Clinton, South Carolina, Saturday, June 6, 2015, 3:15 p.m.
How can Pocono Raceway be an oval if it’s shaped like a triangle?
The short answer is that this isn’t really geometry even if automobile racing uses the jargon.
No oval is really an oval. Not Darlington, which also isn’t really an egg. Not Homestead. Not New Hampshire.
Pocono isn’t a road course, either, though it’s fashionable to suggest it. As a road course, Pocono is just about the worst there ever was. The cars run counter-clockwise. The track is level.
Who’d run on a road course like that? A road course can’t be where shifting is “optional.” All the turns at Pocono are left. It would be like calling that huge metal monstrosity at Indy “a pagoda.”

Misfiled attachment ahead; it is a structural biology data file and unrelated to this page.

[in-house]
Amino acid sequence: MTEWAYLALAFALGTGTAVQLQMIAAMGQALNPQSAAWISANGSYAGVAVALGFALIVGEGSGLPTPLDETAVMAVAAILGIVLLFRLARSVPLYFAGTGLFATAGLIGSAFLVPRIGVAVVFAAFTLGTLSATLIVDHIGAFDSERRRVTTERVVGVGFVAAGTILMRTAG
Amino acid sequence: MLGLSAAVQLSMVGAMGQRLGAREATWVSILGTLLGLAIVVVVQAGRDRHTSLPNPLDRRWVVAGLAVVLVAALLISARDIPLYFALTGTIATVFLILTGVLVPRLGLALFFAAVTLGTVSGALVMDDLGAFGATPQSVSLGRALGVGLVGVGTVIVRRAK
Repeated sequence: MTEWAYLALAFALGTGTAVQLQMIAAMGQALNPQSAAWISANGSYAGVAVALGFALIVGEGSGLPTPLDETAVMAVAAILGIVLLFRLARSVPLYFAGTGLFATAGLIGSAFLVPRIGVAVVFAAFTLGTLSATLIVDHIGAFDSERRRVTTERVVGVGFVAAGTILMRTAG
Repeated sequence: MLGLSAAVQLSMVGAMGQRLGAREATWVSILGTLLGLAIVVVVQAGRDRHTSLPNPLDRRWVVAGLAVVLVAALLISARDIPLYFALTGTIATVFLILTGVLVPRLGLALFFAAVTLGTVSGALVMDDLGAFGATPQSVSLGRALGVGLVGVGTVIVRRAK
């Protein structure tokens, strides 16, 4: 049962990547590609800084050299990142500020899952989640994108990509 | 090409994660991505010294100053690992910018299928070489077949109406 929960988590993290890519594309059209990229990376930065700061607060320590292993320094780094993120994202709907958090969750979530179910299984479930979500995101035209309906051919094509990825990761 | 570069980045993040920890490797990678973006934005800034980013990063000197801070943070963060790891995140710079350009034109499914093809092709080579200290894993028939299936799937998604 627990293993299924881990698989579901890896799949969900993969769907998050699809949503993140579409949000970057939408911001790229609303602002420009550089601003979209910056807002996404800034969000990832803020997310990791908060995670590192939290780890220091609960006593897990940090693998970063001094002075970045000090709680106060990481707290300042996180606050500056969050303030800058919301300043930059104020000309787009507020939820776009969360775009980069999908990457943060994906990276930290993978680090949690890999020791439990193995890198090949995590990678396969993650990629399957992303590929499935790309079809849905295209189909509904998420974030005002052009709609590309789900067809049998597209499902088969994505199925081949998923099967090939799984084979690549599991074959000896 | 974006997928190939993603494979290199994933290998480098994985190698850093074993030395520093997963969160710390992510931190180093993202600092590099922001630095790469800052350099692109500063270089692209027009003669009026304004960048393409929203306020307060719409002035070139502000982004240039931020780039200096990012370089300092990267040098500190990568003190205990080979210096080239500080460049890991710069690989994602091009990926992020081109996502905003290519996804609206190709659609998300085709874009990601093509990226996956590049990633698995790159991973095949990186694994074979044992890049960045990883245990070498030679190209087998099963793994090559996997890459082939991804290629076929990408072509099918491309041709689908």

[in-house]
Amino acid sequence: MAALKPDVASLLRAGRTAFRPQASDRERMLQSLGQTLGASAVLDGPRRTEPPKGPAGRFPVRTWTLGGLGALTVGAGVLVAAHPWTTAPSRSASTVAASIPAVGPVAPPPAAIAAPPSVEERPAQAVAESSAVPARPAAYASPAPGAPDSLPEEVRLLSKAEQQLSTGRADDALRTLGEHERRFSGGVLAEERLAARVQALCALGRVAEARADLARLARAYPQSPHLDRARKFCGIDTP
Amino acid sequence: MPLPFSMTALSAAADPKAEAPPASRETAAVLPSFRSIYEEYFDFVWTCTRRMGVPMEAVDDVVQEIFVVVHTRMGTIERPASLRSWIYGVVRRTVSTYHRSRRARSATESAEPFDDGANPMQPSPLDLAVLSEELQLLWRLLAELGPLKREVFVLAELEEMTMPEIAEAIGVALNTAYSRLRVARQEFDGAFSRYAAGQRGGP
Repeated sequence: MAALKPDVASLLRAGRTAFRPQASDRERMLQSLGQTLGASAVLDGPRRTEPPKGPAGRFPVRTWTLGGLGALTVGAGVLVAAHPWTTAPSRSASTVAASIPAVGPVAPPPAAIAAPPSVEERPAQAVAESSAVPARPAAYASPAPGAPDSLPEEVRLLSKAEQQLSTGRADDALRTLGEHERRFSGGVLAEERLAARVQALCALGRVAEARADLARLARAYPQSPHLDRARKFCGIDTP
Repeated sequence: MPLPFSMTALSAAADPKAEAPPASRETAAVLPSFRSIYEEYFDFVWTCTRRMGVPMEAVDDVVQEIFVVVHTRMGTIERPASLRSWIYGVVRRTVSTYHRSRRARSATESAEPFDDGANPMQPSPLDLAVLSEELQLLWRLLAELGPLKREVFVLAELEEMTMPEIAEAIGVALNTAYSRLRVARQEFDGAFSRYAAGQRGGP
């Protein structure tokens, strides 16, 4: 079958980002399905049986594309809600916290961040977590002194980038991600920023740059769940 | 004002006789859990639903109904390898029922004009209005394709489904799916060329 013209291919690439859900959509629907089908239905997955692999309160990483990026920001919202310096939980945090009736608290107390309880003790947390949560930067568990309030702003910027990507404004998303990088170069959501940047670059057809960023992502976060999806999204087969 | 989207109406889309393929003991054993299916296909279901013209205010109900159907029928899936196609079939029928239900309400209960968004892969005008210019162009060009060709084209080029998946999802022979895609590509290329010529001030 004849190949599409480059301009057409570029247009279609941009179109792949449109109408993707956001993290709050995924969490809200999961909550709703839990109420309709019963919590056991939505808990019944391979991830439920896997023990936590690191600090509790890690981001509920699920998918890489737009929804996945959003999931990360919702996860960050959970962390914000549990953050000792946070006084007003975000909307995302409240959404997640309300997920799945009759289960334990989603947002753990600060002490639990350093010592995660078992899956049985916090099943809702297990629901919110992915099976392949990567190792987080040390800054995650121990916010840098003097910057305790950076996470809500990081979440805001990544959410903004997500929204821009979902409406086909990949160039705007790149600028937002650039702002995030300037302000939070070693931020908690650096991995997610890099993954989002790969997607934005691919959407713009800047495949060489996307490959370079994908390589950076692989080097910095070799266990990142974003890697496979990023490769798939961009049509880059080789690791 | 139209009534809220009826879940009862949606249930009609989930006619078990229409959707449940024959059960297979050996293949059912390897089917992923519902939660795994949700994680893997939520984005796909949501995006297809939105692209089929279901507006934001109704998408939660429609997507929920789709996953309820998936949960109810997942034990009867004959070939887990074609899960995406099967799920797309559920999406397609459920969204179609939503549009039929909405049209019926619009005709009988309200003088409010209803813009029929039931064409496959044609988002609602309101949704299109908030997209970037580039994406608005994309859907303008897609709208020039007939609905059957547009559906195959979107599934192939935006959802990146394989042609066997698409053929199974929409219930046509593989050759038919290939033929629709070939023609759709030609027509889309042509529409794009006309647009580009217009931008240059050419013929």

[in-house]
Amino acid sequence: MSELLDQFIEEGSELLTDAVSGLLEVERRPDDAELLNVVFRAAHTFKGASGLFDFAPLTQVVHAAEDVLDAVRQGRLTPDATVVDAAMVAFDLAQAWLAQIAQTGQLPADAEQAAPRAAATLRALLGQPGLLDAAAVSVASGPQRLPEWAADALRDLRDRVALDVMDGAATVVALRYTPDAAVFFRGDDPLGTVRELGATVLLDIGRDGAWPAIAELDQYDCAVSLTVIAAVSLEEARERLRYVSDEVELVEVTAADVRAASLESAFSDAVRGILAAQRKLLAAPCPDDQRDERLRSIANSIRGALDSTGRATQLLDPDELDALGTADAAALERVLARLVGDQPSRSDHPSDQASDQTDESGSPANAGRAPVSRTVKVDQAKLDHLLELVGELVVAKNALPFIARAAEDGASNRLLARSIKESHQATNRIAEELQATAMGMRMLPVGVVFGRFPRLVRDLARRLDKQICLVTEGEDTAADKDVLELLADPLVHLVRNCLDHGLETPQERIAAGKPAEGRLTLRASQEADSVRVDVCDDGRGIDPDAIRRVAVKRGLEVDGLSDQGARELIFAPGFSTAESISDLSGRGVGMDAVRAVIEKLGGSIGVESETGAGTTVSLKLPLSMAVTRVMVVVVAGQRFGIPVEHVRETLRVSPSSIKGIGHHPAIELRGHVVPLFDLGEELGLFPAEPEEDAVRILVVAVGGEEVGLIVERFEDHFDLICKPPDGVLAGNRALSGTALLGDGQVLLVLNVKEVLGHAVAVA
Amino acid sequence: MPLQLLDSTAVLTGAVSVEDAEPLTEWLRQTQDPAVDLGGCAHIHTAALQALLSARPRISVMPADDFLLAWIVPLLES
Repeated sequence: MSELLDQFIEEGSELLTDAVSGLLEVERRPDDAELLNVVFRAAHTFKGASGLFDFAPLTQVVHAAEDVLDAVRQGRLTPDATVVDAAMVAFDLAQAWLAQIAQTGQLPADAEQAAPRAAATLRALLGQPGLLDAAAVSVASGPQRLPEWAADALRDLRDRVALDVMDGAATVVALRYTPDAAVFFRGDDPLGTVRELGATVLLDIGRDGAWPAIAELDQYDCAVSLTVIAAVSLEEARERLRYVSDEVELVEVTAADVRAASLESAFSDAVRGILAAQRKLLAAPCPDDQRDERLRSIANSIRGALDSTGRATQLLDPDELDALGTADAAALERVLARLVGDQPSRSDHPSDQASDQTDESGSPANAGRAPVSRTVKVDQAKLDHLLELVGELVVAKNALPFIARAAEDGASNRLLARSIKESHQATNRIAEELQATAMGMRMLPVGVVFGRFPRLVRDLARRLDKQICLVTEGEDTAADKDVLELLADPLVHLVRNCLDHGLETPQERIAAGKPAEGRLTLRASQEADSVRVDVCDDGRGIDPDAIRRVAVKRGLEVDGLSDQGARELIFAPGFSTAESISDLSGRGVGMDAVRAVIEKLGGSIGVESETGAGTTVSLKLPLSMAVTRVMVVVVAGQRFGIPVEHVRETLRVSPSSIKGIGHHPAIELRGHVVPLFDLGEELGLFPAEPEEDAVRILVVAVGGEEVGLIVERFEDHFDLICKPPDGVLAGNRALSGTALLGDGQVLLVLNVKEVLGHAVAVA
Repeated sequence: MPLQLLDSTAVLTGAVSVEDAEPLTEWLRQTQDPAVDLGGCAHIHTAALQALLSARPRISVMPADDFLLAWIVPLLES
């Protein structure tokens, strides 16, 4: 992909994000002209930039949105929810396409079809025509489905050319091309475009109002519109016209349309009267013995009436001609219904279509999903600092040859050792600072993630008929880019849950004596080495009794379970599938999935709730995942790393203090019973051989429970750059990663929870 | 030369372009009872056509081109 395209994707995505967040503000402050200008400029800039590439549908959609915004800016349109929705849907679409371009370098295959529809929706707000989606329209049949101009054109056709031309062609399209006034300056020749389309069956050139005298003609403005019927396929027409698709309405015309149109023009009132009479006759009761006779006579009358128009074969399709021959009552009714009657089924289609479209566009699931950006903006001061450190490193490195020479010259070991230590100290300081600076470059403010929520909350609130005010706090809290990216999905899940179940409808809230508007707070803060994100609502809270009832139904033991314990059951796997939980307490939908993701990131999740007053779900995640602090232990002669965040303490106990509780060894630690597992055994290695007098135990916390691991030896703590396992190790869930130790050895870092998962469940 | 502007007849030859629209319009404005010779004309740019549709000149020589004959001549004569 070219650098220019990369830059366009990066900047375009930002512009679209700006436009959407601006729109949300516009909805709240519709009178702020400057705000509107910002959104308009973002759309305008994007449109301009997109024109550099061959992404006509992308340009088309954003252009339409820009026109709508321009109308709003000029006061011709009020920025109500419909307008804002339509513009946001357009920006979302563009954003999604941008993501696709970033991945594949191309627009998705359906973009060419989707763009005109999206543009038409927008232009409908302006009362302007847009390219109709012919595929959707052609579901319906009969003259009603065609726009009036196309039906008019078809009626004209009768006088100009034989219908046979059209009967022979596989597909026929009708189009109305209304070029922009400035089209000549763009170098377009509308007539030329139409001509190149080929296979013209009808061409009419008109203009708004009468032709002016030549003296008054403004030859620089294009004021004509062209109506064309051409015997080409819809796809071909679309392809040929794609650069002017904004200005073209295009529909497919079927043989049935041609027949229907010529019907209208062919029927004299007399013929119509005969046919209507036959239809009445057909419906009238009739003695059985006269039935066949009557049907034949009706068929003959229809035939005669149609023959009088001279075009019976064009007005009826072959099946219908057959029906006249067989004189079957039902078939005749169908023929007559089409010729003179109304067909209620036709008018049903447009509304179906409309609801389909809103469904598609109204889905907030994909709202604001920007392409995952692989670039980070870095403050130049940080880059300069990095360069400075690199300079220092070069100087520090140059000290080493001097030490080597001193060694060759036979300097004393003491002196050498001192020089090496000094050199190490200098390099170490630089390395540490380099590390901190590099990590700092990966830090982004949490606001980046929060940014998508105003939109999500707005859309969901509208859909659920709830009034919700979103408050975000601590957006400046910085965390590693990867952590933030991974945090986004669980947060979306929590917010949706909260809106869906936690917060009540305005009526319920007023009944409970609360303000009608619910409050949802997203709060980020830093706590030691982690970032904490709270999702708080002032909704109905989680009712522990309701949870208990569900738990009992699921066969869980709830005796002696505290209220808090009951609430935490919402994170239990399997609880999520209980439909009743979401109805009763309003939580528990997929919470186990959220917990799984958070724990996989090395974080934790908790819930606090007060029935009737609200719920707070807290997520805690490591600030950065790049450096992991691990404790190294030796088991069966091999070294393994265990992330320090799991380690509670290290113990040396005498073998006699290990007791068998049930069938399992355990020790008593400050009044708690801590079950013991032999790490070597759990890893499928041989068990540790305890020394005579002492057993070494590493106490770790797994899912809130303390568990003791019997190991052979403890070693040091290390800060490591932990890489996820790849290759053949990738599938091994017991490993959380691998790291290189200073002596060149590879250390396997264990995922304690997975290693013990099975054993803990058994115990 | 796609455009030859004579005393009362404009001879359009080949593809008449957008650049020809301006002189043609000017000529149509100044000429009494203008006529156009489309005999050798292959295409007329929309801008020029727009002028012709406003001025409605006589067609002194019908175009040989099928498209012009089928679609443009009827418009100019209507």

Daytona and Talladega are shaped like a triangle, too. Sort of an inflated one. Charlotte, Atlanta and Texas are “truncated,” which is to say the front-straight kink is squared off.
Judged the same way other tracks are, Pocono has six turns. A single turn on one side of most tracks is divided inaccurately into one and two, while they are three and four at the other end.
Somehow the curves on the front straight of most tracks are officially straight. What is known simply as the trioval could be turns five and six.
They’d still be “ovals.” Officially, that is.
None of it makes a lick of sense, so call it any way you want.